of climate change and the cost on humans that isn’t being paid. The EPA estimates that in 2014, 57 million people live in counties that don’t meet national air quality standards. Additionally, increasing temperature changes can cause a wide variety of adverse effects such as asthma, increase in wildfires, droughts and more. A carbon tax and cap and trade are two ways that damages can be paid for. Money from the carbon tax could go to renovating infrastructure to make buildings more economical, insulating buildings so heat and cool air don’t escape, using LED lights and low-flush toilets, for example. The cap and trade allows the market to decide who gets to pollute and how much, while simultaneously cutting back on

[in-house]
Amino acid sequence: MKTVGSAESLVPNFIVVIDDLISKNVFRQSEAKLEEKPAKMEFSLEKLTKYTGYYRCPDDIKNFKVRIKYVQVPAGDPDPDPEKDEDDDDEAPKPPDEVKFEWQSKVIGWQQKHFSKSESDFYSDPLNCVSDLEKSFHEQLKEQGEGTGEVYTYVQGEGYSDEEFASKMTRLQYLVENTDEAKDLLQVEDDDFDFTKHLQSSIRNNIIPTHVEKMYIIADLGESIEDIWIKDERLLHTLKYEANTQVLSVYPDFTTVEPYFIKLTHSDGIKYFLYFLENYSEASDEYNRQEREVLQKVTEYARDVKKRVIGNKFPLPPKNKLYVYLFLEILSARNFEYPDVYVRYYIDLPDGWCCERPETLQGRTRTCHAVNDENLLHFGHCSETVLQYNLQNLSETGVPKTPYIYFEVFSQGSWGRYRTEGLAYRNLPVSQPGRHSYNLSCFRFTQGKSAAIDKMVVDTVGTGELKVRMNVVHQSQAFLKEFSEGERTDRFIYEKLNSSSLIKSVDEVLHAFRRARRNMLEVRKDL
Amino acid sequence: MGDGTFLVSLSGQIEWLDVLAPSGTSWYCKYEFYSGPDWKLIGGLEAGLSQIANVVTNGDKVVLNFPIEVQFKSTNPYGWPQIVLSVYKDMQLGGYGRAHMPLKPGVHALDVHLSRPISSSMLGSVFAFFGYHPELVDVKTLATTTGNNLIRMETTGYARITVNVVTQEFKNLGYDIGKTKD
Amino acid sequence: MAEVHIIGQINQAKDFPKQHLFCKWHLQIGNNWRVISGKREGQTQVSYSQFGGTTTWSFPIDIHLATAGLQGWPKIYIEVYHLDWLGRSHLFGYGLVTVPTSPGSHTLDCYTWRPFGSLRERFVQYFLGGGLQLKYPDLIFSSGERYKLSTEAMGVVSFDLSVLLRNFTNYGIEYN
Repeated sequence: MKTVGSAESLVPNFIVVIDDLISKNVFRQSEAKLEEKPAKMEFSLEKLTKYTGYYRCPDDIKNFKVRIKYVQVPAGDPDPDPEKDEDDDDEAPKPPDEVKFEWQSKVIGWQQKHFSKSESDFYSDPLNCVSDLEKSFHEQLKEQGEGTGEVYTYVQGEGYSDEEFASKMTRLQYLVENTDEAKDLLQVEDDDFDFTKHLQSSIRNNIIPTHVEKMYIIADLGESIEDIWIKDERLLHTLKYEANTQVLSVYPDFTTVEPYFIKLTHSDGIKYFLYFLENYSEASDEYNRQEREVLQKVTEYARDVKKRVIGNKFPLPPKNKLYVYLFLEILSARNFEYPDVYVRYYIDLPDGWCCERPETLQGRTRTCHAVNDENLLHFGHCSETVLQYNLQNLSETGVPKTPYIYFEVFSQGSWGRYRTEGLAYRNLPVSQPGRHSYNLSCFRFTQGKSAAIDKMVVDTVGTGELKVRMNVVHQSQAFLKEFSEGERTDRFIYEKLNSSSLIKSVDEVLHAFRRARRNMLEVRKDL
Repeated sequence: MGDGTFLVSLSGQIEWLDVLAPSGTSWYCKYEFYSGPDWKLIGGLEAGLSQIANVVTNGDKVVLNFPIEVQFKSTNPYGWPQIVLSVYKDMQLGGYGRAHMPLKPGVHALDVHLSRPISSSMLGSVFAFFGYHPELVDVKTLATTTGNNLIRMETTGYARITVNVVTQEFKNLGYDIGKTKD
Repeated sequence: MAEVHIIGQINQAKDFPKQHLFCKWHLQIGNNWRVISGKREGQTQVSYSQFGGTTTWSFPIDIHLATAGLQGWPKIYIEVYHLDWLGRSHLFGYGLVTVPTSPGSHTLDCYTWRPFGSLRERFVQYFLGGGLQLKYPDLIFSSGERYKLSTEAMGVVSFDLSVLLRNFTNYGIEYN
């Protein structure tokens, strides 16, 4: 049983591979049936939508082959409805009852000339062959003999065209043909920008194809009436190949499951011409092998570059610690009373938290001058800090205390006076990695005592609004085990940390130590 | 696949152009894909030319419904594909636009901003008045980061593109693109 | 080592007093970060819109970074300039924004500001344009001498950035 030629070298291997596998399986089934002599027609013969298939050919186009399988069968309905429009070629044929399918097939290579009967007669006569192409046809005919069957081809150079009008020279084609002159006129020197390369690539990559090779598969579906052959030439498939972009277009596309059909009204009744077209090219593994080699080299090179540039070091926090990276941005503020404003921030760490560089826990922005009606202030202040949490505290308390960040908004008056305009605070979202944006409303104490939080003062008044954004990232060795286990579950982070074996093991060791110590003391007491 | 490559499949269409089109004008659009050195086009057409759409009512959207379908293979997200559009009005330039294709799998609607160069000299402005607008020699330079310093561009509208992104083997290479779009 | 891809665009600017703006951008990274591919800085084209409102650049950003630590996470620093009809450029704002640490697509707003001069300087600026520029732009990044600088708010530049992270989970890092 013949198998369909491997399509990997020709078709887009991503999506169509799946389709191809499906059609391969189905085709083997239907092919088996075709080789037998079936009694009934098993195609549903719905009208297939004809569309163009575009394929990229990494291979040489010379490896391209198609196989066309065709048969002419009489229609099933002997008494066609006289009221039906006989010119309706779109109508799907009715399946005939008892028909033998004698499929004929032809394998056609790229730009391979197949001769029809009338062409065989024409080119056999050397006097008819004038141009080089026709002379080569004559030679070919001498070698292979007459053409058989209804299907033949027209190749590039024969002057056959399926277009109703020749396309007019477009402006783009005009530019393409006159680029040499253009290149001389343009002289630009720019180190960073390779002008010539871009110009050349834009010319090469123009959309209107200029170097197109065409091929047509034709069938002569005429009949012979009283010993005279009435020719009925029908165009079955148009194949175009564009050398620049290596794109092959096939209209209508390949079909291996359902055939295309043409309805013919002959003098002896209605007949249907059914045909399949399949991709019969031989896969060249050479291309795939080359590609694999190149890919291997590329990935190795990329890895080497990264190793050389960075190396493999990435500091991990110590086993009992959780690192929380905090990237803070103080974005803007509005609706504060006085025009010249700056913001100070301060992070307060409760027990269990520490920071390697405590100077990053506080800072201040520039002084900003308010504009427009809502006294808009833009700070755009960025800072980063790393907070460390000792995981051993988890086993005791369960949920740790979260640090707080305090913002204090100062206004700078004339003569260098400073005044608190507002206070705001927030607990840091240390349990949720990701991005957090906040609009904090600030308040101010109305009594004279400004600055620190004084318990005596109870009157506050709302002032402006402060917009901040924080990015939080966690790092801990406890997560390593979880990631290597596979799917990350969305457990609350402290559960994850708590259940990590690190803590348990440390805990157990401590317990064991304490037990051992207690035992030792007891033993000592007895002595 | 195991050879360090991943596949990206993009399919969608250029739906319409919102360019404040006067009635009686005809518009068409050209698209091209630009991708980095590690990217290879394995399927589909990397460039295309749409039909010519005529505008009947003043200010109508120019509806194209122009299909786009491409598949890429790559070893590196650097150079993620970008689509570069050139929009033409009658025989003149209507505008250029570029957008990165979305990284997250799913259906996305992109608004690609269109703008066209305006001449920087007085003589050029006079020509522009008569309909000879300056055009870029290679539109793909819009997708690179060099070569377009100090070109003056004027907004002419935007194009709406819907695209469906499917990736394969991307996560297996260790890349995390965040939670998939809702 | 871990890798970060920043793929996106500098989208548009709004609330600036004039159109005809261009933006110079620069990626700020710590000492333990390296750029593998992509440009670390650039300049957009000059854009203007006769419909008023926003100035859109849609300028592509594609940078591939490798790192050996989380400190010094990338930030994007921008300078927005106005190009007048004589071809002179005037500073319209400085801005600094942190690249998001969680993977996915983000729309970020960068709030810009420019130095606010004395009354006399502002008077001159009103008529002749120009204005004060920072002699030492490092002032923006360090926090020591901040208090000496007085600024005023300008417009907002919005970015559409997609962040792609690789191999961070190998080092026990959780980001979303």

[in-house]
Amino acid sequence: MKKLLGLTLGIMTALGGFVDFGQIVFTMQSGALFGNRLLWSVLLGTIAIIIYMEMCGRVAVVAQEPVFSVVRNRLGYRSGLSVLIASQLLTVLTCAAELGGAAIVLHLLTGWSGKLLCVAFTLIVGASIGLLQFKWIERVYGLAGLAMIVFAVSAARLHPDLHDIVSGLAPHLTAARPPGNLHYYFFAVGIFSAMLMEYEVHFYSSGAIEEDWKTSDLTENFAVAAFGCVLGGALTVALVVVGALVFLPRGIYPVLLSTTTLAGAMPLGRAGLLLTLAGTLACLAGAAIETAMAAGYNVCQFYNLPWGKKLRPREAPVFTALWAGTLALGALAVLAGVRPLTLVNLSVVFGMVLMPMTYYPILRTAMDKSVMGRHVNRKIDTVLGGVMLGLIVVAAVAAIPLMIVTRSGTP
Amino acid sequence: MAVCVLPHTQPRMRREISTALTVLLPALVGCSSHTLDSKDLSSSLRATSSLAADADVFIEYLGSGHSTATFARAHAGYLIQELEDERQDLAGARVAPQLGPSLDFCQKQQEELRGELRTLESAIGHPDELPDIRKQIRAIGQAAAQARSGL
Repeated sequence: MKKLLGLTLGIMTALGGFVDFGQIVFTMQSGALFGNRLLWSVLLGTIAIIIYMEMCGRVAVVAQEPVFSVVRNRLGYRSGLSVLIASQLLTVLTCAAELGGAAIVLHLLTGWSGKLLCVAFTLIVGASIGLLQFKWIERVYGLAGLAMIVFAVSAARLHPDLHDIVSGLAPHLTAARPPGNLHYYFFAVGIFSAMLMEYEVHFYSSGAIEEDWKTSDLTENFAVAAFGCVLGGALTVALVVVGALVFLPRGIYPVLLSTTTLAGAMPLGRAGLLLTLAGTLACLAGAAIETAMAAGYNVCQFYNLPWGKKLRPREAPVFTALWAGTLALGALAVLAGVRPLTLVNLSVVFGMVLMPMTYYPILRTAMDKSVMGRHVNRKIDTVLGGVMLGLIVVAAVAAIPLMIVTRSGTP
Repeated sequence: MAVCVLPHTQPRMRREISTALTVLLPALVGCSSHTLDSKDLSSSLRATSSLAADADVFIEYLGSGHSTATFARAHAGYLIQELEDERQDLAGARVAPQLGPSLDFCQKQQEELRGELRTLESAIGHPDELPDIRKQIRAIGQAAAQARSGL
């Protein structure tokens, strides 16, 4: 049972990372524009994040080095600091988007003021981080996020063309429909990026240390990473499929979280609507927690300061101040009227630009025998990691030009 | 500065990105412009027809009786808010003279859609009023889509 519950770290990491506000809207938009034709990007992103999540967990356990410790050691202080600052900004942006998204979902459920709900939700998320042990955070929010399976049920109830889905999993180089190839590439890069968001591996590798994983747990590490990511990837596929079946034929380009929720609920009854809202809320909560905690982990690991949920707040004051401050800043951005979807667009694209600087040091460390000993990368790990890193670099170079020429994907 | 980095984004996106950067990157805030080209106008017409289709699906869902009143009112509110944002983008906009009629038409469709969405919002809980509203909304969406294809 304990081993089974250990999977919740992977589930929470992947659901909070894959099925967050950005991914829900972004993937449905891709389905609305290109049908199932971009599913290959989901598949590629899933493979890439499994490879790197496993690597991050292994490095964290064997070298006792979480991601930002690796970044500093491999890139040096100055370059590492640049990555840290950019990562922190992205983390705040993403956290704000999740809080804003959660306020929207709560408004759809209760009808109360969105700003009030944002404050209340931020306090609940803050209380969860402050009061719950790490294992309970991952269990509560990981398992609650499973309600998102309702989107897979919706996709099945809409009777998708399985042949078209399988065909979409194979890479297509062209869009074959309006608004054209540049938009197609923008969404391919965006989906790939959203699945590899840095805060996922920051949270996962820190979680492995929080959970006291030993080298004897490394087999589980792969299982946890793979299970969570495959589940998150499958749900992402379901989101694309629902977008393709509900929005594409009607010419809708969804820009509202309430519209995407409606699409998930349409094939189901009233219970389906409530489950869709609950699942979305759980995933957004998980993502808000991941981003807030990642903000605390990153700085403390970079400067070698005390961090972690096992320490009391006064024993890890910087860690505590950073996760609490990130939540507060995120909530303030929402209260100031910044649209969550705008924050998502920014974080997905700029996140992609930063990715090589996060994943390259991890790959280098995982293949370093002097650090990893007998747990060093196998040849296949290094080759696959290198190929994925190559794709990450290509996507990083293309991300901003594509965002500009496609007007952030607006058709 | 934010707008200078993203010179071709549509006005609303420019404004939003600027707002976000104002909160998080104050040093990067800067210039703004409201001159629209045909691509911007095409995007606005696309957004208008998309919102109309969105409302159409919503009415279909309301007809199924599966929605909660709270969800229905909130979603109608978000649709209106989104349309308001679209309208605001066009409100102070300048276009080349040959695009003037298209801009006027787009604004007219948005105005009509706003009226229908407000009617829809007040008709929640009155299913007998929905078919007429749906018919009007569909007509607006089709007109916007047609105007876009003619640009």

pollutants each year and creating incentives for companies who do cut back. Both systems are obviously not perfect, but scientists agree that if we do not act now to curb how much we pollute, we will push past the point of no return; and by 2040, 33 countries will experience high water stress levels, the U.S. being one of them. By implementing both a carbon tax and cap and trade, I believe that we can take the global leadership role in moving towards a better, cleaner future. Kyler Jackson is a sophomore in political science. The views and opinions expressed in this review are those of the author and do not necessarily reflect the official policy or position of the Collegian. Please send comments to firstname.lastname@example.org
thursday, february 2, 2017
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thursday, february 2, 2017
Chick-fil-A opens in Union, new payment app to come SHARIDAN KRALJIC THE COLLEGIAN